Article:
I sometimes see an article or debate where some believers will extol the virtues of their faith. It all seems so infantile that I soon move on to something else.  One can only think, 'Okay. Now what?' The only interest is in seeing how words can be strung together to form grammatically correct sentences that don't mean anything. The competition of superstitions and the hair-splitting discussions about picayune details in their holy books makes one wonder if Homo is really sapiens. They all remind me of a story about George Bernard Shaw that I saw in this post:
I remember the story (probably apocryphal) attributed to George Bernard Shaw.  He supposedly asked a woman at a party if she’d sleep with him for a million pounds.  She responded, “Well, I’d have to think about that.”  Shaw then asked, “Well, would you sleep with me for one pound?” The woman answered indignantly, “Certainly not! What kind of woman do you think I am?”  Shaw answered coolly: “Madam, we’ve already established that.  Now we’re just haggling over the price.” 
Similarly the various religions seemed to be just haggling over the price. They all have superstitious beliefs (of course, there are fundamental differences between beliefs) of some kind that boggles the mind. Believers are quick to see the absurdities in other religions but their own religion is a different matter. It was wearying trying to read the minutiae of various company policies. They are all experts in obfuscation, circumlocution, mystification, self-righteousness etc. which give you the impression that you are trying to catch gas. It is simpler to look up this table.  It is hard to disagree with Sam Harris or the other religion baiters. As Julian Baggini writes:
Too often I find that faith is mysterious only selectively. Believers constantly attribute all sorts of qualities to their gods and have a list of doctrines as long as your arm. It is only when the questions get tough that, suddenly, their God disappears in a puff of mystery. Ineffability becomes a kind of invisibility cloak, only worn when there is a need to get out of a bit of philosophical bother.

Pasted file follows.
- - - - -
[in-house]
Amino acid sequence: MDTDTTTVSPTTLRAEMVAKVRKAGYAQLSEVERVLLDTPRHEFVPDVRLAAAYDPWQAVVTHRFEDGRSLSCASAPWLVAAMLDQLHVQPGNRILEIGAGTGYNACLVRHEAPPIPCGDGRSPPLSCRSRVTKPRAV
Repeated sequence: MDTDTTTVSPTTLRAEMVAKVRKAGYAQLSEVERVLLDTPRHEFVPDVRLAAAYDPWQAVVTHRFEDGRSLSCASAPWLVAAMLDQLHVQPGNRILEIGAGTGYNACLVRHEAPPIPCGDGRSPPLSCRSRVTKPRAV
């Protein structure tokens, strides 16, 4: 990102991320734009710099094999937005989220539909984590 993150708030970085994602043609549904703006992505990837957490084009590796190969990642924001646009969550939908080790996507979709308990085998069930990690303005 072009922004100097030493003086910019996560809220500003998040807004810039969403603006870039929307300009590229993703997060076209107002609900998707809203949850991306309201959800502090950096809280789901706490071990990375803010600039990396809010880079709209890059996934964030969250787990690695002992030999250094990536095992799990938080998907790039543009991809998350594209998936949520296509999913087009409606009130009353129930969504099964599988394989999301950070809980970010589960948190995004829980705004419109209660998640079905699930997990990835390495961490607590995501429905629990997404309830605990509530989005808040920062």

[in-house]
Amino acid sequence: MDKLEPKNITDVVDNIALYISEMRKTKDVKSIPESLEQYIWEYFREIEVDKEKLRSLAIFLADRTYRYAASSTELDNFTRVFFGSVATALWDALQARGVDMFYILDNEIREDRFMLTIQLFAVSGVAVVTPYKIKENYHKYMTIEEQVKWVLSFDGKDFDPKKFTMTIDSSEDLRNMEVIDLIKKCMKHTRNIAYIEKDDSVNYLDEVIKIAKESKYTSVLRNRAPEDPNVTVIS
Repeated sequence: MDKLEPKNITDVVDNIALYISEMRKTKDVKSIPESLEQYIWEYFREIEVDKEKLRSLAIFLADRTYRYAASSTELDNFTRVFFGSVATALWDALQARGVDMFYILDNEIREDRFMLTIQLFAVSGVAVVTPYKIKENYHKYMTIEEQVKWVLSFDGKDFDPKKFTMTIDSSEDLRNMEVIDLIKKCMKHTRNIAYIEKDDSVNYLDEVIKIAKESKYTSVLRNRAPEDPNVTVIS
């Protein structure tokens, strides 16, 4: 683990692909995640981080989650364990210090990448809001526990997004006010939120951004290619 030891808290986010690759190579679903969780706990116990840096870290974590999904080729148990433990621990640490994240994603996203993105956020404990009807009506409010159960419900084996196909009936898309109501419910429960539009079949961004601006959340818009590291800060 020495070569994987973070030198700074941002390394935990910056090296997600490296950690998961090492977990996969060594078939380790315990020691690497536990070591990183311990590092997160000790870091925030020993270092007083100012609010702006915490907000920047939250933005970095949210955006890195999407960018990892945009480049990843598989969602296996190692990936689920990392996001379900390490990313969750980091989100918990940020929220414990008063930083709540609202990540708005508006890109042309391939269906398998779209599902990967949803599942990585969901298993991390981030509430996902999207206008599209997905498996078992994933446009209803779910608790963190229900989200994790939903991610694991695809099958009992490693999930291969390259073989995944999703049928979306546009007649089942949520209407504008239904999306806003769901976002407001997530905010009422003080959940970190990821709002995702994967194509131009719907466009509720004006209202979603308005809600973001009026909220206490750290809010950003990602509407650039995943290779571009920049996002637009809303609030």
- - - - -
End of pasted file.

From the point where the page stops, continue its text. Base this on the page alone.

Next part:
(I don't agree with his gratuitous comment about Dawkins in the beginning of the article. It seems a fashion among some sections of the intelligentsia to establish their 'nuanced atheist' credentials by first dissing Dawkins.)

Secular morality keeps changing over time due to advances in human knowledge and religion is brought kicking and screaming into line. Only when it comes to Buddhism does a religious leader say something different from what most religious people say. In The Demon-Haunted World, Carl Sagan writes:
In theological discussion with religious leaders, I often ask what their response would be if a central tenet of their faith were disproved by science.  When I put this question to the current, Fourteenth, Dalai Lama, he unhesitatingly replied as no conservative or fundamentalist religious leaders do: In such a case, he said, Tibetan Buddhism would have to change.